The Weatherman Strikes Again

Sunday, May 28, 2017

The weekend was shaping up to be a great one to get some photography in according to the forecast.  Saturday, was supposed to be mostly sunny in the morning with increasing clouds until lunch time with the possibility of a storm in the afternoon.  That would have given me great clouds to work with through the day at Stone Mountain.  Alas, when I woke up Saturday morning, there were no clouds on the radar map, and it was looking like the heavier clouds expected later in the day were a no show either.  I rolled back over and went back to sleep to try and get rid of my headache.

Sunday, was looking more promising through the day on Saturday with 95% cloud coverage all day long, and a chance of a strong storm around lunch time.  Taking into account my luck with the forecasts, I was expecting significantly less cloud cover over Stone Mountain.  It was that storm that I was looking forward to though.  I got up at 5am, and checked to see if Sierra wanted to go with me.  She sat up, looked like a zombie, and shrugged her shoulders at me before laying back down.  I took that as a sign that she wasn't ready to get up yet.

I was on the road by 6am, and at the park by 7am.  The sky was mostly clear...far from the 95% cloud coverage I was expecting, but better than Saturday's sky.  With the clouds being very sparse, I opted to take the time to get up to the tops of some of the trails in hopes that the clouds would develop.  The hike up was nice with a cool breeze in place, and the lighting was decent in the woods on the back side of the mountain.

As I got near Wolf Rock, I noticed a tree just off trail that kind of caught my eye with how the light was hitting it.  I figured I would give it a little bit of attention to see what I could do with it.  I used my 70-200mm telephoto with an intensifying polarizer attached.  I framed up a few compositions, but it was this first one that made the final cut.  It is a little busy overall, but there was still something that grabbed my attention in this picture.  There is a wizard-like feeling to this, a magical quality to the tree.  I just can't explain it, but I'm thinking that Toni might like this one.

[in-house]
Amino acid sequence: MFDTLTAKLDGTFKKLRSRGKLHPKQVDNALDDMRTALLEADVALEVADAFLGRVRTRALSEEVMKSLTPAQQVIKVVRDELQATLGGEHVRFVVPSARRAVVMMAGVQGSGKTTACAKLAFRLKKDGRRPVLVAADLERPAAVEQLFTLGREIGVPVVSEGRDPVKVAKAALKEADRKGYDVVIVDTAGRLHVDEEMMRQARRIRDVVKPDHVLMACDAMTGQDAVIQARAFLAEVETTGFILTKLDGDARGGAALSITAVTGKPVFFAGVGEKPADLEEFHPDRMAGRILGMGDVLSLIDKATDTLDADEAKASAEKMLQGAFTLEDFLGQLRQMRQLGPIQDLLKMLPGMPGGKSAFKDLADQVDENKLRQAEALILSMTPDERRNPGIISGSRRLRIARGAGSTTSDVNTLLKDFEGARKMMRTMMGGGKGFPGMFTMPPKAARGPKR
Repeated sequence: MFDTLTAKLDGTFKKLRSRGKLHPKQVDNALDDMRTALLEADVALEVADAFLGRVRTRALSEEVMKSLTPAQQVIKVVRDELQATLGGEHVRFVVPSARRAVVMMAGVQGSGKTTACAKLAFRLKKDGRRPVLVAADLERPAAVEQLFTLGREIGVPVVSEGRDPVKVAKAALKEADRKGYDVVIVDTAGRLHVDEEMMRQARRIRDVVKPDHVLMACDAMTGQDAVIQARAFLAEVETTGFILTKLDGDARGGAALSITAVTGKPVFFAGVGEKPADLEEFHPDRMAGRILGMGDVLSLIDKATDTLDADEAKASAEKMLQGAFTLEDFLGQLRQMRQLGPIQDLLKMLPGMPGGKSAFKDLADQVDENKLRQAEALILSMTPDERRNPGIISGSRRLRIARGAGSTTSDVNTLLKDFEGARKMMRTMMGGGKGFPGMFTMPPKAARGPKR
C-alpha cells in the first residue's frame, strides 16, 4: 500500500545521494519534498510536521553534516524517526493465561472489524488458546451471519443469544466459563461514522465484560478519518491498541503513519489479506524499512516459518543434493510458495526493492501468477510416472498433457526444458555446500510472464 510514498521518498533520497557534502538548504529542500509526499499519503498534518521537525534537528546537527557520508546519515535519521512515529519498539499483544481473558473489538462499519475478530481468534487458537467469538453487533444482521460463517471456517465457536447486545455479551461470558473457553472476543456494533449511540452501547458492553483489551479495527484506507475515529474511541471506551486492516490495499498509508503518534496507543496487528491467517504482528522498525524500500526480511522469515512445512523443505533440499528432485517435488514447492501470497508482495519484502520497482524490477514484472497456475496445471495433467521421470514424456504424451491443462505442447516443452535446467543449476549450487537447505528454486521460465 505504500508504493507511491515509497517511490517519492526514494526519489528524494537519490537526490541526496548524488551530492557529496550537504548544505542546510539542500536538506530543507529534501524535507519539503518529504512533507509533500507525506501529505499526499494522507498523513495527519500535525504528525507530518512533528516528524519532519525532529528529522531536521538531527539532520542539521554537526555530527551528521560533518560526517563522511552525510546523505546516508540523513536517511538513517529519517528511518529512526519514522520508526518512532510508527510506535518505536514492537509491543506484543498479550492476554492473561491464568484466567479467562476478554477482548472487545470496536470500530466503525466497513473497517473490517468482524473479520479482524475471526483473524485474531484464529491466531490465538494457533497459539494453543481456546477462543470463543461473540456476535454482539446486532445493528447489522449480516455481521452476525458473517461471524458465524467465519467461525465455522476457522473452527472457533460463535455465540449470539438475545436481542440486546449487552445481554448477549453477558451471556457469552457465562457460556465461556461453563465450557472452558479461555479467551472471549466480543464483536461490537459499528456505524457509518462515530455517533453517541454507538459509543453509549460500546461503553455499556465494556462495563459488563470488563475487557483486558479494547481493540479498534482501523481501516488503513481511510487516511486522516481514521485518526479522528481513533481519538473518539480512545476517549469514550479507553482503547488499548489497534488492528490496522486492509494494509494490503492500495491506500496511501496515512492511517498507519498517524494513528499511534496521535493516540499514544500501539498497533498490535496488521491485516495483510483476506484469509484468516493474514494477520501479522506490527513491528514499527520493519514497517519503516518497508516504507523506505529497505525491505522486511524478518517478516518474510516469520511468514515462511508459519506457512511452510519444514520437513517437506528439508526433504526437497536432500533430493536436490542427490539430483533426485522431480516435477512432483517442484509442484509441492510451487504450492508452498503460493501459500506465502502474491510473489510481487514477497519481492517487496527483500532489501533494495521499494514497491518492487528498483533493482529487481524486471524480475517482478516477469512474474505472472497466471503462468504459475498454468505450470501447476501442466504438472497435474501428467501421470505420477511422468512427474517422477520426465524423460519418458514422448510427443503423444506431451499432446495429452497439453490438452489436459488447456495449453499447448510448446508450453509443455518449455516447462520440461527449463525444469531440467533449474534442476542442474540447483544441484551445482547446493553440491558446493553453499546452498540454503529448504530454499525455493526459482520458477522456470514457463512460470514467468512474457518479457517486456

From there, it was onto Wolf Rock.  I spent about an hour out there trying to make use of the clouds in the sky.  It wasn't easy, that's for sure.  There was only one section of sky where the clouds were even the smallest bit interesting.  I tried many different compositions, and used both my telephoto lens, as well as my 24-70mm to try and capture something that would work.  I wasn't really feeling that great about any of the ones I shot out on the rock, and when I was going through editing them, I decided that my gut was right.  I trashed every one of the ones I shot from Wolf Rock!